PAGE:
Katherine and Luisa

In the moment as we were chatting, I thought, "Yes, I need to do that with my career", but by the time I got home I just couldn’t seem to execute the changes I wanted to make

While attachment parenting is really important to me, I’m the one in the family who works, so I do need to make time for that. My children are getting older, I would like to get them into their own beds, and I would like to share a bed with my husband again – currently I co-sleep with our daughter, Fenna [who turned one last month] while my husband, Bobby co-sleeps with Fred.

I do understand that I have to make my marriage a priority, just like I make my children’s wellbeing a priority, and so I have been challenged a little bit by Luisa and the idea of not just pouring absolutely everything into these two small children.

My older daughter, Violet [14] is growing up so fast, and I’ll turn around and have no husband if I don’t spend time with him as well, so that has been the biggest eye-opener of the series for me.

In episode two, you meet a family who reject traditional schooling in favour of ‘unschooling’ – how did you respond to that?

It’s tricky with schooling, because in this country I feel that people just do what’s done, they don’t question it, more so than in Canada and America.

State schooling was designed during the Industrial Revolution to educate kids in batches, based on date of production, but does that really make sense for the weird and wonderful future our kids have now? It seems to me that in many ways traditional school is just about childcare and institutionalising your kids so you can go to work, it’s a flawed system for sure. So I admire people who are looking at alternatives.

I don’t know that I would personally have the energy to be walking through the forest with my kids all day, but I loved that the family we feature is just leading with what’s going to make their children feel the most comforted and calm, and their girls were very happy and articulate.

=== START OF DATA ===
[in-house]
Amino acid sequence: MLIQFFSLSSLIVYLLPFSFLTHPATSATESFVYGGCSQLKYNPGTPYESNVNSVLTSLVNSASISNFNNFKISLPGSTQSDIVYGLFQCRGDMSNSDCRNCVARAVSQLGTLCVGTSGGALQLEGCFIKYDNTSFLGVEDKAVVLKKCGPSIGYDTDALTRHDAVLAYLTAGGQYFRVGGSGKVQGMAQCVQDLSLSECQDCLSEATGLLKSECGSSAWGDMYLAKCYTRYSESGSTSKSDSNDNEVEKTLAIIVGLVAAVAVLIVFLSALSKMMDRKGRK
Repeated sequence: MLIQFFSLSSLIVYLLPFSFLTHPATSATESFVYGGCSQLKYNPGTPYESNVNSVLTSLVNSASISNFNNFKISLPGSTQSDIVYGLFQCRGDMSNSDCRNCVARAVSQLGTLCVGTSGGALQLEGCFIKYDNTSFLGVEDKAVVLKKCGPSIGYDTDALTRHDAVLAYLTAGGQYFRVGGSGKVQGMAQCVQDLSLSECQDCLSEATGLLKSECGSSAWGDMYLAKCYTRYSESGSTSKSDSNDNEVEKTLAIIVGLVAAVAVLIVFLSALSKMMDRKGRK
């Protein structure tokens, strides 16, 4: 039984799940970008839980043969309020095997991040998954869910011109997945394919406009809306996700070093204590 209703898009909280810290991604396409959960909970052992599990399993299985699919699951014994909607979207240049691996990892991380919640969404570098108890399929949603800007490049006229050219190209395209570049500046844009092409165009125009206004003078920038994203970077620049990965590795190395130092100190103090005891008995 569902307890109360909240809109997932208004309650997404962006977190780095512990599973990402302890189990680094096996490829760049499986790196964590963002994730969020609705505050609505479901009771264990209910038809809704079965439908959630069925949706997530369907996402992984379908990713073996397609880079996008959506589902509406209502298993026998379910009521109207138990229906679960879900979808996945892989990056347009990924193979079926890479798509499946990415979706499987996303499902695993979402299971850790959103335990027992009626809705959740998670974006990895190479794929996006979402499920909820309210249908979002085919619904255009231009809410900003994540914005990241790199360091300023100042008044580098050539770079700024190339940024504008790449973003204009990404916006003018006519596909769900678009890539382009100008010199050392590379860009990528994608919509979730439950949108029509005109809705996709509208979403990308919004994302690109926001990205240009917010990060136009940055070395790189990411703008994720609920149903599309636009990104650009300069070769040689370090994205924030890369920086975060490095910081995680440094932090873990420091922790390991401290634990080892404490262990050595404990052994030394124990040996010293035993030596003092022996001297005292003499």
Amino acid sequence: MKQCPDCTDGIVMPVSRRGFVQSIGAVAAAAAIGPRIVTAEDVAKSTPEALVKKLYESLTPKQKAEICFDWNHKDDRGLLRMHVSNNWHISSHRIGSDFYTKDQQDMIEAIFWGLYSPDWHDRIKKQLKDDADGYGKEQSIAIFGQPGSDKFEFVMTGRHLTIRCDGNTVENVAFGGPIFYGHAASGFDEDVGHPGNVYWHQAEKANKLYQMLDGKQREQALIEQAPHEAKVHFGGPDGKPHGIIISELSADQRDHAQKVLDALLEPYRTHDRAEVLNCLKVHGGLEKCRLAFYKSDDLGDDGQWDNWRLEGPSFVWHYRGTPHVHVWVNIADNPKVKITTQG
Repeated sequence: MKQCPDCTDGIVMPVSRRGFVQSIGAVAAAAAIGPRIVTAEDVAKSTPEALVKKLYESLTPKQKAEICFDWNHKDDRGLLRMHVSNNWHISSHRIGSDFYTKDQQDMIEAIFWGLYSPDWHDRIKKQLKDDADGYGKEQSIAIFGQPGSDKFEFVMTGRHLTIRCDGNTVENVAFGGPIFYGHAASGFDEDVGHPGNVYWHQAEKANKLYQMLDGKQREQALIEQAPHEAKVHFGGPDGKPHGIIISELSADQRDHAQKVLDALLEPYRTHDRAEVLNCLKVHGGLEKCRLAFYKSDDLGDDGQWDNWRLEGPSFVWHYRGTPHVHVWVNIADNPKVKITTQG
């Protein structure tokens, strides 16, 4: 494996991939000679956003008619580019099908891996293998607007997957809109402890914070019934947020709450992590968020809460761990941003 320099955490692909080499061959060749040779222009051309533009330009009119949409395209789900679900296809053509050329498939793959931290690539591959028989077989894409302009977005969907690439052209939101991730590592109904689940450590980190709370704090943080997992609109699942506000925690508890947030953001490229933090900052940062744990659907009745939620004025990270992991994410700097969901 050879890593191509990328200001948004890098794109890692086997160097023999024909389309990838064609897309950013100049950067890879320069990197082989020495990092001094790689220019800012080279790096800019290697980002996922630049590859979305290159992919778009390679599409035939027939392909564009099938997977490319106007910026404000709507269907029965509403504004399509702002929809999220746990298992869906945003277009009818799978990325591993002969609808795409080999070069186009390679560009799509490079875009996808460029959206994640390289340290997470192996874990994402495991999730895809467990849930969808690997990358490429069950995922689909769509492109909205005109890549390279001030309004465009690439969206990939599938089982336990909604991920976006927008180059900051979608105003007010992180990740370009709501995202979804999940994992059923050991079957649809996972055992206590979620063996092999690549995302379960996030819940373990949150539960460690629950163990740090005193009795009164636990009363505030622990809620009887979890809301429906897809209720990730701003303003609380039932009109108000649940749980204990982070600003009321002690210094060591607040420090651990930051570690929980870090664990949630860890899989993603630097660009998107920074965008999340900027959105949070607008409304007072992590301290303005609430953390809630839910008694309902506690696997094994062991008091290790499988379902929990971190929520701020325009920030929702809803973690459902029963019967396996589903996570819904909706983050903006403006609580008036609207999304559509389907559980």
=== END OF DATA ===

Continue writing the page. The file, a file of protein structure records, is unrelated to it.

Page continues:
It works for them, and didn’t seem that controversial in practice, I just don’t think many parents have the energy that mum has – I don’t.

Katherine with the naturalists

Katherine also meets some naturalists...

In episode four, you discuss the pressure you feel raising Fred, and how that experience is different to bringing up your two daughters. Why did you feel this was important to explore?

These days it’s very provocative to even discuss gender, but it can be jarring to see how Fred behaves so differently to how my daughter did when she was two – is that just his personality? Or is that because he’s a boy? And how do I navigate that in a way that will make him feel strong, healthy and good about himself as he grows up?

Katherine and Fred

I think my feminism has often been misunderstood as me saying I hate men and I don’t want them around, but that’s not the case, I just think it's important to try to raise the best ​boy that I can.

I hadn’t really considered men as part of my world for a lot of my life. I have a dad, but I was very close with just sisters and raised mostly by my mum while my dad was at work.

I had aunties and grandmas around me, and then I had a daughter, and I didn’t have a husband, nor did I want one, and I had lots of female friends. I hadn’t considered that you do have to understand what masculinity means to raise a boy in this society, because toxic masculinity doesn’t just hurt women, it really hurts boys and men too – just look at the stats about male suicide and mental health.